Last Wednesday, over 110 people joined Innovation Bay at Gilbert + Tobin in Sydney, to listen to a panel of financial industry experts speaking about how disruptive technologies might shape the future of banking.
The panel was hosted by respected journalist Bronwen Clune; and the expert panel was comprised of Westpac’s Head of Digital Strategy Angelo Demasi, Chris Brycki, Founder and CEO from Stockspot.com.au, MOGO+ CEO Andrew Clouston, and Society One CEO Matt Symons. We were anticipating an insightful discussion, and we weren’t disappointed.
Westpac’s Angelo Demasi opened by speaking about the challenges currently facing Westpac, which he quipped was itself a “200-year-old start-up”. Demasi acknowledged that the customer-technology relationship was a keen focus of Westpac: “We are tilting our major investment towards customer experience. We always approach every problem we face from a customer point of view. We are becoming more and more agile, trying to crack old problems in new ways.”
Traditional lending products, financial advice and business finance, were all areas that the panel agreed could benefit from a new generation of tech solutions. It was clear that customer experience has traditionally been poor in these areas, and it is now becoming the focus of both traditional banks and new tech start-ups attracted to the opportunities this space offers.
Society One CEO, Matt Symons, said it was natural for the architects of disruptive technologies to be attracted to the banking and financial industry: “disruption has typically occurred in industries where there are large profit pools, but low customer experience,” he explained.
Chris Brycki, whose online financial advisory service, StockSpot.com.au, is already employing technology to offer its customers a new financial investment solution, agreed with Symons that big banks were providing a great opportunity for tech start-ups to forge their way into the market. “Generally banks aren’t very good at the customer journey and customer experience. Businesses that are good at customer experience will rise to the top.” And Demasi conceded that the future of financial advice would be automated: “technology is reducing the barrier for the customer to invest.”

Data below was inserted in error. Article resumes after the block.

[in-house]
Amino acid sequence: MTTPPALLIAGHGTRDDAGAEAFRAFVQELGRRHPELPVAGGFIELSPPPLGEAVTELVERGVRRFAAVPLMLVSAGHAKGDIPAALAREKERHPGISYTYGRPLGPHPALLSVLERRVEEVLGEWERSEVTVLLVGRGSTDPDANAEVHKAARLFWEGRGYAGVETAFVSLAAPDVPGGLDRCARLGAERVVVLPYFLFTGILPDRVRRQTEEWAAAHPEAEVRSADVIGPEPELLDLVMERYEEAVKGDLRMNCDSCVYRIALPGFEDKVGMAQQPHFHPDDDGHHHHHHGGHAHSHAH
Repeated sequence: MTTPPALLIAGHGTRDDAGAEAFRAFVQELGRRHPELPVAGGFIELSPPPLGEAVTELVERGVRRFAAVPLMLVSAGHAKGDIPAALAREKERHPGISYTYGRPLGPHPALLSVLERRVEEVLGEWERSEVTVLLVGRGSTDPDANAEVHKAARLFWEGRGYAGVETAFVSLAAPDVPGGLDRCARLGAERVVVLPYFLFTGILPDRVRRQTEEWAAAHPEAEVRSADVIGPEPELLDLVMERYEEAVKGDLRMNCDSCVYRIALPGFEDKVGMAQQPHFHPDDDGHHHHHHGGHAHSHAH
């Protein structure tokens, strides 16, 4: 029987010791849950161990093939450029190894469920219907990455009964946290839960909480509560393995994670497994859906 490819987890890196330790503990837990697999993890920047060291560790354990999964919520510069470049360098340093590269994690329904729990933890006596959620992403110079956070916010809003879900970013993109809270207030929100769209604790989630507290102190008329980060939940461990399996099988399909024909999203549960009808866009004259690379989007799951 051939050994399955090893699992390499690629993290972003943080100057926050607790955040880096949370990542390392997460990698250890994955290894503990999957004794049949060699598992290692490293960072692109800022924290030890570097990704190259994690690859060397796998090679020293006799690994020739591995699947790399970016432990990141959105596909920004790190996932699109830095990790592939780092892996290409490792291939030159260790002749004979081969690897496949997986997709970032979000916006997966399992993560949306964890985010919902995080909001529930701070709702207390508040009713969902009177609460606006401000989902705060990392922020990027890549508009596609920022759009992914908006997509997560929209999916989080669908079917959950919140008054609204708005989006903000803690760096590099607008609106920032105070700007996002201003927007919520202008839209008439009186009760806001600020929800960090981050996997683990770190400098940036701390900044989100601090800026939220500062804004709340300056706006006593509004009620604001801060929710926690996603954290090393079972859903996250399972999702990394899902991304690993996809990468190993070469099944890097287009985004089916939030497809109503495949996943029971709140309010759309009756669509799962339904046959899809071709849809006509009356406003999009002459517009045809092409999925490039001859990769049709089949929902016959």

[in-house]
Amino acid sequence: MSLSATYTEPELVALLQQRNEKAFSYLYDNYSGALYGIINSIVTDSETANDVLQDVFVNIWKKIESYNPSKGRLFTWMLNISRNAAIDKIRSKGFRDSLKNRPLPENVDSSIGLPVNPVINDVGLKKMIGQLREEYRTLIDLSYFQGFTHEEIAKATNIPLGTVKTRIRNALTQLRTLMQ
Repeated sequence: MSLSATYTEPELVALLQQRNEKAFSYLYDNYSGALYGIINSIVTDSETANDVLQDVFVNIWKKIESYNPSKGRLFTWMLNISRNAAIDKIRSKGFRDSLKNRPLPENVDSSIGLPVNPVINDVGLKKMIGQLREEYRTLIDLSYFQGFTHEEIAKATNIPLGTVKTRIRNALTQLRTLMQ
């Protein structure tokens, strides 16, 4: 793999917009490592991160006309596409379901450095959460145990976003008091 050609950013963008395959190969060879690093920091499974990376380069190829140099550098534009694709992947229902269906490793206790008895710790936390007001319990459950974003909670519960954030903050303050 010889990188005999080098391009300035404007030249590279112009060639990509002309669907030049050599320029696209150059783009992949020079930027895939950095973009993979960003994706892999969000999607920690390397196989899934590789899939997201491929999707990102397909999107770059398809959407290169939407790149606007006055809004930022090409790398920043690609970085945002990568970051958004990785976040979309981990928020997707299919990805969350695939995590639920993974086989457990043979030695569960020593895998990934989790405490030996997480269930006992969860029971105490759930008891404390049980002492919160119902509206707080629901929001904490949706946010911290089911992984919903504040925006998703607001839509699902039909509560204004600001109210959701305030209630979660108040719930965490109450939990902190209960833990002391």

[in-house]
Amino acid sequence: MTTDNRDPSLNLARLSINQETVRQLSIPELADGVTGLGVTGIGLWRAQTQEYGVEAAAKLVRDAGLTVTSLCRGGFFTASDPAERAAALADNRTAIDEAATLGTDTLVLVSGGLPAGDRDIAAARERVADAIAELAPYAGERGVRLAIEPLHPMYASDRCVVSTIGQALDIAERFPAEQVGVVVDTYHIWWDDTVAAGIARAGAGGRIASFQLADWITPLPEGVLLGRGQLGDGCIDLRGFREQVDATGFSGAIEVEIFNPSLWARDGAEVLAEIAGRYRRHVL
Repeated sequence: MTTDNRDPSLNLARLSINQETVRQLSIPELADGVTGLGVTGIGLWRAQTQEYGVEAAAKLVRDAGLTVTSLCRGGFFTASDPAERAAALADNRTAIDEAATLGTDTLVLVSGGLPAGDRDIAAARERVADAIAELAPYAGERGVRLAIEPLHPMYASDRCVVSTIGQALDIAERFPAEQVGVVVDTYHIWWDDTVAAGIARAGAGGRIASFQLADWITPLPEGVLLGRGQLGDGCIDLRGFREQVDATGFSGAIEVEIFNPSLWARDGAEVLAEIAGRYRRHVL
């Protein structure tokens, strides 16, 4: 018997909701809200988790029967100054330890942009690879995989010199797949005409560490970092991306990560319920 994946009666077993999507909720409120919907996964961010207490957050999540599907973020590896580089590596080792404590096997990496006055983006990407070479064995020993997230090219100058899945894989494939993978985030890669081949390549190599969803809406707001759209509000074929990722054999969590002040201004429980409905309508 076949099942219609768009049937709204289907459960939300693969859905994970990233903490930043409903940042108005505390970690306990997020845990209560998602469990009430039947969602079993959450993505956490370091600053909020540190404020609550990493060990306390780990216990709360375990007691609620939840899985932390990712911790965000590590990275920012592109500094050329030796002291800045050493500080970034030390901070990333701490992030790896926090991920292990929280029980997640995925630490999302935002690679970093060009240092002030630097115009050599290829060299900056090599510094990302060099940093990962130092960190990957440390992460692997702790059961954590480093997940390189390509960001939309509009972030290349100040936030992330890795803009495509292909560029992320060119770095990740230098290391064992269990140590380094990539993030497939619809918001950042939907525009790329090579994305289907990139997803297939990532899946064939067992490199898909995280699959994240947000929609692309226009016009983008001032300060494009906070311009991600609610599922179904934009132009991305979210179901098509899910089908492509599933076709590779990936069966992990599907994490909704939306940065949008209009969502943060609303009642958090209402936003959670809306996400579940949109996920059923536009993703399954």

MOGO+ CEO, Andrew Clouston, explained that despite the attractiveness of the market, breaking into it wasn’t easy: “Credit processes are becoming increasingly regulated, making innovation harder in these spaces,” he said.
This echoed Brycki’s experience: “It took us a year to get through the regulatory hurdles to set up our business. I don’t really see that changing in Australia. I think the regulators have done a great job over the last five to ten years, so I don’t think they’re going to change anything. While it would be great for competition, I can’t see it happening.”
Despite their differing perspectives, it seems the panel generally agreed that Australia could be a leader in this space, but it would require a lot more support from both industry and government. As MOGO+ CEO Andrew Clouston emphasized, the “role of government [investment] is really important.”
It is also important that Australia’s tech start-ups are given the legislative support by government, so they too can attract the talent needed to create these technologies, during their initial months or years. The panel welcomed the Government’s share scheme announcement. “One of the biggest issues is the opportunity cost for people leaving their jobs. Getting good talent to leave without the equity upside is very difficult,” explained Chris Brycki.
“These things [share scheme] are bringing Australia to parity with the global scene we are competing with,” agreed Symons.
The panel discussion showed a similar perspective on many of the issues facing the industry, which echoed the general consensus that the future of banking needn’t be big banks versus tech start-ups, but rather that a collaborative approach could be possible.
The start-ups’ ability to focus on niche specialisations could add to the banks’ ability to improve customer experience: “The opportunity for disruption doesn’t always happen in the big areas of the market, it can be in the niche areas of the market. We’re focused on niche propositions that have the opportunity for not just disruption but for collaboration with the big banks. We can contemplate models where both can coexist,” Matt Symons remarked.
We’d like to thank our panelists for their frank and insightful contributions, as well as our guests for their participation in the Q&A. If you were unable to attend in person, or did not manage to follow our webcast live, we invite you to view the discussion in full at our Baywatch Blog: http://www.innovationbay.com/baywatch/2014/10/16/banking-disruption-panel-webcast-recording-now-available